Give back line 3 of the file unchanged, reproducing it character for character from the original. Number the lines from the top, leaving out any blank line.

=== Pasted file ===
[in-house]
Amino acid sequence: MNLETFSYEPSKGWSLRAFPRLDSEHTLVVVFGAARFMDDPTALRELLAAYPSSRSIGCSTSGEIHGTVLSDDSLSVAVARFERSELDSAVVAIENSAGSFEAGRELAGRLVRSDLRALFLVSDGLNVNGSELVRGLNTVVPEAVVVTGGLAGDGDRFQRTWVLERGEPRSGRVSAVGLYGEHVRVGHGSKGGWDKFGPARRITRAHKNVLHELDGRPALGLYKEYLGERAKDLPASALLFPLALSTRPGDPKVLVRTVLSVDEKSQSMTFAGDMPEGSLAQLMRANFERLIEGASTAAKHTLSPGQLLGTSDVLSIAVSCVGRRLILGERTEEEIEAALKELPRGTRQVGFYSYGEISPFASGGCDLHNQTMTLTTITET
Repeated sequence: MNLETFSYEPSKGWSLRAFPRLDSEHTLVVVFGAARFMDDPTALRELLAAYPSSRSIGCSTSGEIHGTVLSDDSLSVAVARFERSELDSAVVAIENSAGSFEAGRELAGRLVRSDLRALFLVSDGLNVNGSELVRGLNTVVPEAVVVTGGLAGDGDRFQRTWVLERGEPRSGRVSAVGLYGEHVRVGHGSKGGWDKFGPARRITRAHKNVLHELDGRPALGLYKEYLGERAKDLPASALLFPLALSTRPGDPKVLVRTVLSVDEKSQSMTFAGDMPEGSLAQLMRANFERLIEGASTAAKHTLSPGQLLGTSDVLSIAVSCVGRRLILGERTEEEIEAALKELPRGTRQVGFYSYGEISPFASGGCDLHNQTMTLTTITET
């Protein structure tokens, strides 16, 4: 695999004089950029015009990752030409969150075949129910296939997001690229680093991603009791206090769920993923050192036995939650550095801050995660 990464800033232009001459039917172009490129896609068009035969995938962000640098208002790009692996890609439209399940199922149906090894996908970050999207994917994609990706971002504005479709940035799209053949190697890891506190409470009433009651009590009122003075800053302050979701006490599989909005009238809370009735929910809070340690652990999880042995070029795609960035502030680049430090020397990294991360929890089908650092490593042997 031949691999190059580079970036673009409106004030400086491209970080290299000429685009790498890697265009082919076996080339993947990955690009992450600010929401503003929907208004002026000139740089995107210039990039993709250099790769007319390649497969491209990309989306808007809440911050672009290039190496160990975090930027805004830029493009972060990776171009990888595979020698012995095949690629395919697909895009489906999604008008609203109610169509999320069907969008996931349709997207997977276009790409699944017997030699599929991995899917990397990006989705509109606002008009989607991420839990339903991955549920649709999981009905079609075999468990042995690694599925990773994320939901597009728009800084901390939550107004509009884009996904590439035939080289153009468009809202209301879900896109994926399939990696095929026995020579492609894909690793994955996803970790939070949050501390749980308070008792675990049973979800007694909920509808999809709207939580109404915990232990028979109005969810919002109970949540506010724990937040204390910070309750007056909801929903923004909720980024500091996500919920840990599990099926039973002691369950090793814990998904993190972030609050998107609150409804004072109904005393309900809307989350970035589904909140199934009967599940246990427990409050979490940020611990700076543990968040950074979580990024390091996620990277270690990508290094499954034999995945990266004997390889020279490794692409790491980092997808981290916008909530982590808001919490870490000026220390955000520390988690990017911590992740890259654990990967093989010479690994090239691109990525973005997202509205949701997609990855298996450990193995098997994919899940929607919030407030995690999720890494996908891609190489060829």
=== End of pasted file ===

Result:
Repeated sequence: MNLETFSYEPSKGWSLRAFPRLDSEHTLVVVFGAARFMDDPTALRELLAAYPSSRSIGCSTSGEIHGTVLSDDSLSVAVARFERSELDSAVVAIENSAGSFEAGRELAGRLVRSDLRALFLVSDGLNVNGSELVRGLNTVVPEAVVVTGGLAGDGDRFQRTWVLERGEPRSGRVSAVGLYGEHVRVGHGSKGGWDKFGPARRITRAHKNVLHELDGRPALGLYKEYLGERAKDLPASALLFPLALSTRPGDPKVLVRTVLSVDEKSQSMTFAGDMPEGSLAQLMRANFERLIEGASTAAKHTLSPGQLLGTSDVLSIAVSCVGRRLILGERTEEEIEAALKELPRGTRQVGFYSYGEISPFASGGCDLHNQTMTLTTITET